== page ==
No home, no chance. A lack of housing is stopping women from turning their lives around on release

No home, no chance. A lack of housing is stopping women from turning their lives around on release

Six in 10 women do not have homes to go to on release from prison, a report published today (22.09.16) by the Prison Reform Trust and Women in Prison, and featured onWoman’s Hour has found.

Home truths: housing for women in the criminal justice system, says that the failure to solve a chronic shortage of suitable housing options for women who offend leads to more crime, more victims and more unnecessary and expensive imprisonment.

6,700 women were released from prison in England and Wales in the year to March 2016. Without stable housing, how can they be expected to engage in employment and training, access support services, re-establish contact with children and families, and integrate successfully into the community. Inadequate provision of appropriate and safe accommodation increases the risk of reoffending.

Ministry of Justice figures show that 45% of women are reconvicted within one year of leaving prison. This rises to 58% for those on sentences of less than 12 months.

The report reveals a lack of clarity and consistency about responsibility for the housing of women offenders. It found limited suitable accommodation options for women, especially those with additional vulnerabilities such as substance misuse, mental health problems, and domestic abuse.

Research suggests that women are more likely than men to lose their accommodation whilst in custody with around a third of women in prison losing their homes. The report found that women in prison were not being given enough advice and support to keep their tenancies. It echoes concerns raised in a recent inspection of HMP Bronzefield, as well as the Communities and Local Government select committee inquiry into homelessness.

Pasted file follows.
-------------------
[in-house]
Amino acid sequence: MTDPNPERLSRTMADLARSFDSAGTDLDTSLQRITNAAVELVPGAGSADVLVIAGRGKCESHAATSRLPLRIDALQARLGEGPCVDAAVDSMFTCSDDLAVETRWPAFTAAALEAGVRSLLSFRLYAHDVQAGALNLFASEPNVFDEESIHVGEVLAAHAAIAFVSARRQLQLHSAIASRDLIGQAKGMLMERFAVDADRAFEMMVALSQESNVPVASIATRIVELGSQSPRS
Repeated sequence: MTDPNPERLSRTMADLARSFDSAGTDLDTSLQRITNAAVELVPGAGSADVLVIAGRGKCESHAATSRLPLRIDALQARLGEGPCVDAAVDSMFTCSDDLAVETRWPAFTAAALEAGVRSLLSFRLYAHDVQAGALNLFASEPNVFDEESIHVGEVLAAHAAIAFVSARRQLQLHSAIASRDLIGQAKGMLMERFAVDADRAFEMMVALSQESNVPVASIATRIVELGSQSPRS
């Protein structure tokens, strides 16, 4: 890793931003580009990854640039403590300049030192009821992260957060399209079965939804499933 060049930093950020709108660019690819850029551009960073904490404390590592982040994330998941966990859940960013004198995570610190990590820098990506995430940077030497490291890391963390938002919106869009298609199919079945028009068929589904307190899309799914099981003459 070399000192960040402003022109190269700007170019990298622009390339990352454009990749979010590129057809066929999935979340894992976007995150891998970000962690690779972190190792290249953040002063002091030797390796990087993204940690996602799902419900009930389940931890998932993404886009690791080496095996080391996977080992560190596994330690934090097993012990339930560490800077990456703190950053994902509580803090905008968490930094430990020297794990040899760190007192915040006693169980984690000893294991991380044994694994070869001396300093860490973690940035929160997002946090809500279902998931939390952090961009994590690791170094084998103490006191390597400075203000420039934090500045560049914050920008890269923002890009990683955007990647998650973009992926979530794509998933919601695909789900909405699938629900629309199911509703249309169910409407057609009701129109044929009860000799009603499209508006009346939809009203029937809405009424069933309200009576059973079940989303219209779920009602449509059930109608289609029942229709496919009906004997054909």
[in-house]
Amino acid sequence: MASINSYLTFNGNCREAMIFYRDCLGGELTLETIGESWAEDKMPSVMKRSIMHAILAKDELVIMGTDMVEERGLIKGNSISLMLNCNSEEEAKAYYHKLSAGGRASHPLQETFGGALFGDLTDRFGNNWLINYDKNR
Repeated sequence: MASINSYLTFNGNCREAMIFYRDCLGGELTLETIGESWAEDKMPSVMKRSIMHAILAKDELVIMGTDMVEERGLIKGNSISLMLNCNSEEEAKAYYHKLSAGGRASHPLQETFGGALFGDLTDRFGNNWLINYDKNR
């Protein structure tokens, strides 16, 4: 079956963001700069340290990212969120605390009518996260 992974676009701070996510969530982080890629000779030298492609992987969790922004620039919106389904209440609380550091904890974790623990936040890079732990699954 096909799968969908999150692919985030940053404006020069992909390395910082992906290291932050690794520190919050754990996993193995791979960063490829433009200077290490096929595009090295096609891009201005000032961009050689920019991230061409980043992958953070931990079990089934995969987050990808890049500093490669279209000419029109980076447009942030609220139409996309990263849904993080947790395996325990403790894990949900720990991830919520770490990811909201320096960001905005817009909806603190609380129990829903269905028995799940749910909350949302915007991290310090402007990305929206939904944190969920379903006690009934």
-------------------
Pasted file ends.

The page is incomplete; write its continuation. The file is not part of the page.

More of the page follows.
A support worker from the charity Women in Prison said:
“We are aware of a woman who had been imprisoned for theft, subsequently released homeless, was recalled for breach of Anti-Social Behaviour Order for sleeping in a park and then later released homeless again.”

Women may find themselves declared intentionally homeless by local authorities, deemed ineligible for housing, or cut off from housing benefit and evicted for rent arrears whilst in custody. Women are usually imprisoned further from their homes than men, and can experience greater difficulty in establishing a local connection that is a precondition for local authority housing.

While the statutory and policy frameworks differ in England, Wales, Scotland, and Northern Ireland, housing for women in the criminal justice system is a major problem across the UK.

Action is needed to ensure women in prison receive timely advice and information about their housing options and support to apply for housing and to sustain tenancies. Effective interagency communication and partnership between housing providers, women’s prisons, probation services and local authorities is essential, as is more supported accommodation for women.

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